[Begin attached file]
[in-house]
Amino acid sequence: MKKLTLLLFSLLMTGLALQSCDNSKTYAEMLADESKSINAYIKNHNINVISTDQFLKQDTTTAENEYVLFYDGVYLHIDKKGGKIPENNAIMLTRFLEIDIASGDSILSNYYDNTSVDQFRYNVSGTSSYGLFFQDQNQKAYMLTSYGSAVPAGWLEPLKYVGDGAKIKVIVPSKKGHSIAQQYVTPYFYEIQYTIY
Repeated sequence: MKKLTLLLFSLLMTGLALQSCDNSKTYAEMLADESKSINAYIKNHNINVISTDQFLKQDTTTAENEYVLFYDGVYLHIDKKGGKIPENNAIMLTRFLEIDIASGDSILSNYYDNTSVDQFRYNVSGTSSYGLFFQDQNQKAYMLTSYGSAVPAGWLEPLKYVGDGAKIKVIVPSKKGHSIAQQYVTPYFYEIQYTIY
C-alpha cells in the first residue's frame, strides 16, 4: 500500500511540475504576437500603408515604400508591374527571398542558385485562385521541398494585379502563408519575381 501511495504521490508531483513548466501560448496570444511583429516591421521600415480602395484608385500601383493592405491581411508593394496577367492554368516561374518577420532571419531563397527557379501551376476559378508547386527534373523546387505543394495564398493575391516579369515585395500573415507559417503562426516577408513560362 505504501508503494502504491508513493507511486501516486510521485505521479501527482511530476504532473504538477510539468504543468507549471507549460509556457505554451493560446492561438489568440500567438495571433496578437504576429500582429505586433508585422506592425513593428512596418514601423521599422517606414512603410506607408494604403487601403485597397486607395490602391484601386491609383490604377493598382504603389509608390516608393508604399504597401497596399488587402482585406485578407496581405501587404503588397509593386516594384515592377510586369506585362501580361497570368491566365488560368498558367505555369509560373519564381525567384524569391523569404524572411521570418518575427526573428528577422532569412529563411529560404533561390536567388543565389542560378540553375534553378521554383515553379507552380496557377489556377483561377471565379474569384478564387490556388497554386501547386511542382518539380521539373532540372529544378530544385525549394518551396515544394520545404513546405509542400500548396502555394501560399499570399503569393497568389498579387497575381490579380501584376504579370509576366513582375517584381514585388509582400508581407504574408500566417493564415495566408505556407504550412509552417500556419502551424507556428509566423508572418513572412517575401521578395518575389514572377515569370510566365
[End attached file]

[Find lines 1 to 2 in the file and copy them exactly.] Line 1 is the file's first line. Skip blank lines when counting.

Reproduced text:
[in-house]
Amino acid sequence: MKKLTLLLFSLLMTGLALQSCDNSKTYAEMLADESKSINAYIKNHNINVISTDQFLKQDTTTAENEYVLFYDGVYLHIDKKGGKIPENNAIMLTRFLEIDIASGDSILSNYYDNTSVDQFRYNVSGTSSYGLFFQDQNQKAYMLTSYGSAVPAGWLEPLKYVGDGAKIKVIVPSKKGHSIAQQYVTPYFYEIQYTIY